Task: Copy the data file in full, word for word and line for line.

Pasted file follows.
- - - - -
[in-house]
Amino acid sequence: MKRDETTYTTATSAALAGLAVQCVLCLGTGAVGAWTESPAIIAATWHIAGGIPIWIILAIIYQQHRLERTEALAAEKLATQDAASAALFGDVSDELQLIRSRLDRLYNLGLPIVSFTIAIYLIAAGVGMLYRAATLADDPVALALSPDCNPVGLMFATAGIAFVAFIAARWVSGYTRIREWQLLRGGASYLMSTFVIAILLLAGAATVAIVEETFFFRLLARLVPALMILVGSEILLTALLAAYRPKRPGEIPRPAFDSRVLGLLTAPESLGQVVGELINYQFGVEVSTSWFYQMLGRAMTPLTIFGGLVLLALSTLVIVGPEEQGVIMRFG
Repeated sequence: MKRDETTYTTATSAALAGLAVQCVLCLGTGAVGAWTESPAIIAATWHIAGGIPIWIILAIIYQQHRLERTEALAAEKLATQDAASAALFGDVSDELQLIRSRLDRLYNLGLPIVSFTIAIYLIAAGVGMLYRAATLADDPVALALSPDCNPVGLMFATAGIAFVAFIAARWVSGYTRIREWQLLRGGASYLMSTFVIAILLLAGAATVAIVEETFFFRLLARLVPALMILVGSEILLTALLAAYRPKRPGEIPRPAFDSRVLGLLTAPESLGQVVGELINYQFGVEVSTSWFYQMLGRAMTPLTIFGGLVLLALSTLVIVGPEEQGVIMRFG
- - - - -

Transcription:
[in-house]
Amino acid sequence: MKRDETTYTTATSAALAGLAVQCVLCLGTGAVGAWTESPAIIAATWHIAGGIPIWIILAIIYQQHRLERTEALAAEKLATQDAASAALFGDVSDELQLIRSRLDRLYNLGLPIVSFTIAIYLIAAGVGMLYRAATLADDPVALALSPDCNPVGLMFATAGIAFVAFIAARWVSGYTRIREWQLLRGGASYLMSTFVIAILLLAGAATVAIVEETFFFRLLARLVPALMILVGSEILLTALLAAYRPKRPGEIPRPAFDSRVLGLLTAPESLGQVVGELINYQFGVEVSTSWFYQMLGRAMTPLTIFGGLVLLALSTLVIVGPEEQGVIMRFG
Repeated sequence: MKRDETTYTTATSAALAGLAVQCVLCLGTGAVGAWTESPAIIAATWHIAGGIPIWIILAIIYQQHRLERTEALAAEKLATQDAASAALFGDVSDELQLIRSRLDRLYNLGLPIVSFTIAIYLIAAGVGMLYRAATLADDPVALALSPDCNPVGLMFATAGIAFVAFIAARWVSGYTRIREWQLLRGGASYLMSTFVIAILLLAGAATVAIVEETFFFRLLARLVPALMILVGSEILLTALLAAYRPKRPGEIPRPAFDSRVLGLLTAPESLGQVVGELINYQFGVEVSTSWFYQMLGRAMTPLTIFGGLVLLALSTLVIVGPEEQGVIMRFG